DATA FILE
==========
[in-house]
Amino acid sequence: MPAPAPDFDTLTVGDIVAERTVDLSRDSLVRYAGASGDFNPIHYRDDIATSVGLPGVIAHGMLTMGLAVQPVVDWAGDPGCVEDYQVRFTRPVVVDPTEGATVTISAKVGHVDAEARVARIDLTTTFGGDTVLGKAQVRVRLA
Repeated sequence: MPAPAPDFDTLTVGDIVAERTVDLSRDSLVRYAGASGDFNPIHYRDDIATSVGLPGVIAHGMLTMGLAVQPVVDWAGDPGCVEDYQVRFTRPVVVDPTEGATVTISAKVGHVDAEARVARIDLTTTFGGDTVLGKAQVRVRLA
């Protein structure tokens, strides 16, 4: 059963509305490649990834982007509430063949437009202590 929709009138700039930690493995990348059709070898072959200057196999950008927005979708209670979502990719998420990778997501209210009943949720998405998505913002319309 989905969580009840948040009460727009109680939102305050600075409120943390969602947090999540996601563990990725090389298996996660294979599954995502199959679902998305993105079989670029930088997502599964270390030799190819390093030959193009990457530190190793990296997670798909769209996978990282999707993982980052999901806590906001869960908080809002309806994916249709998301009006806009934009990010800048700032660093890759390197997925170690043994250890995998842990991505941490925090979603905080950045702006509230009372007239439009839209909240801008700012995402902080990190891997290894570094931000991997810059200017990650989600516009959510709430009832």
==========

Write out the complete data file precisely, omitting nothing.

[in-house]
Amino acid sequence: MPAPAPDFDTLTVGDIVAERTVDLSRDSLVRYAGASGDFNPIHYRDDIATSVGLPGVIAHGMLTMGLAVQPVVDWAGDPGCVEDYQVRFTRPVVVDPTEGATVTISAKVGHVDAEARVARIDLTTTFGGDTVLGKAQVRVRLA
Repeated sequence: MPAPAPDFDTLTVGDIVAERTVDLSRDSLVRYAGASGDFNPIHYRDDIATSVGLPGVIAHGMLTMGLAVQPVVDWAGDPGCVEDYQVRFTRPVVVDPTEGATVTISAKVGHVDAEARVARIDLTTTFGGDTVLGKAQVRVRLA
């Protein structure tokens, strides 16, 4: 059963509305490649990834982007509430063949437009202590 929709009138700039930690493995990348059709070898072959200057196999950008927005979708209670979502990719998420990778997501209210009943949720998405998505913002319309 989905969580009840948040009460727009109680939102305050600075409120943390969602947090999540996601563990990725090389298996996660294979599954995502199959679902998305993105079989670029930088997502599964270390030799190819390093030959193009990457530190190793990296997670798909769209996978990282999707993982980052999901806590906001869960908080809002309806994916249709998301009006806009934009990010800048700032660093890759390197997925170690043994250890995998842990991505941490925090979603905080950045702006509230009372007239439009839209909240801008700012995402902080990190891997290894570094931000991997810059200017990650989600516009959510709430009832």